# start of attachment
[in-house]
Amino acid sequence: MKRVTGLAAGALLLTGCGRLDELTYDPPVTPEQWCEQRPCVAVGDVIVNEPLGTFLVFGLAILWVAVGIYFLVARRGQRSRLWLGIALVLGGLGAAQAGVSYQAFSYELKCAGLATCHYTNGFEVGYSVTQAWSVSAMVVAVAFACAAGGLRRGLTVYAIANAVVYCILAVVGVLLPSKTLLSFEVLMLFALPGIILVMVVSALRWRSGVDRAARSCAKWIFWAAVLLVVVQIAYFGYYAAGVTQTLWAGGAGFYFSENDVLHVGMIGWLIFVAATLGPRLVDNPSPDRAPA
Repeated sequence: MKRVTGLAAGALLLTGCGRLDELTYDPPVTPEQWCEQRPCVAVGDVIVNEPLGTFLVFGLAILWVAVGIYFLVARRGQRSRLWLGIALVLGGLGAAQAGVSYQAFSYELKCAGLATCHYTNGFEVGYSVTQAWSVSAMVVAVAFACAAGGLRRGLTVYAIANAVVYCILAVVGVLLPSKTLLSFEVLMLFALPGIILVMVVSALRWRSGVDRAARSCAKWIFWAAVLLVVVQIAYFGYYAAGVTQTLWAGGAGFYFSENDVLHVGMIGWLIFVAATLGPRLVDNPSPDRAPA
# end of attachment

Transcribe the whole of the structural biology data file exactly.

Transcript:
[in-house]
Amino acid sequence: MKRVTGLAAGALLLTGCGRLDELTYDPPVTPEQWCEQRPCVAVGDVIVNEPLGTFLVFGLAILWVAVGIYFLVARRGQRSRLWLGIALVLGGLGAAQAGVSYQAFSYELKCAGLATCHYTNGFEVGYSVTQAWSVSAMVVAVAFACAAGGLRRGLTVYAIANAVVYCILAVVGVLLPSKTLLSFEVLMLFALPGIILVMVVSALRWRSGVDRAARSCAKWIFWAAVLLVVVQIAYFGYYAAGVTQTLWAGGAGFYFSENDVLHVGMIGWLIFVAATLGPRLVDNPSPDRAPA
Repeated sequence: MKRVTGLAAGALLLTGCGRLDELTYDPPVTPEQWCEQRPCVAVGDVIVNEPLGTFLVFGLAILWVAVGIYFLVARRGQRSRLWLGIALVLGGLGAAQAGVSYQAFSYELKCAGLATCHYTNGFEVGYSVTQAWSVSAMVVAVAFACAAGGLRRGLTVYAIANAVVYCILAVVGVLLPSKTLLSFEVLMLFALPGIILVMVVSALRWRSGVDRAARSCAKWIFWAAVLLVVVQIAYFGYYAAGVTQTLWAGGAGFYFSENDVLHVGMIGWLIFVAATLGPRLVDNPSPDRAPA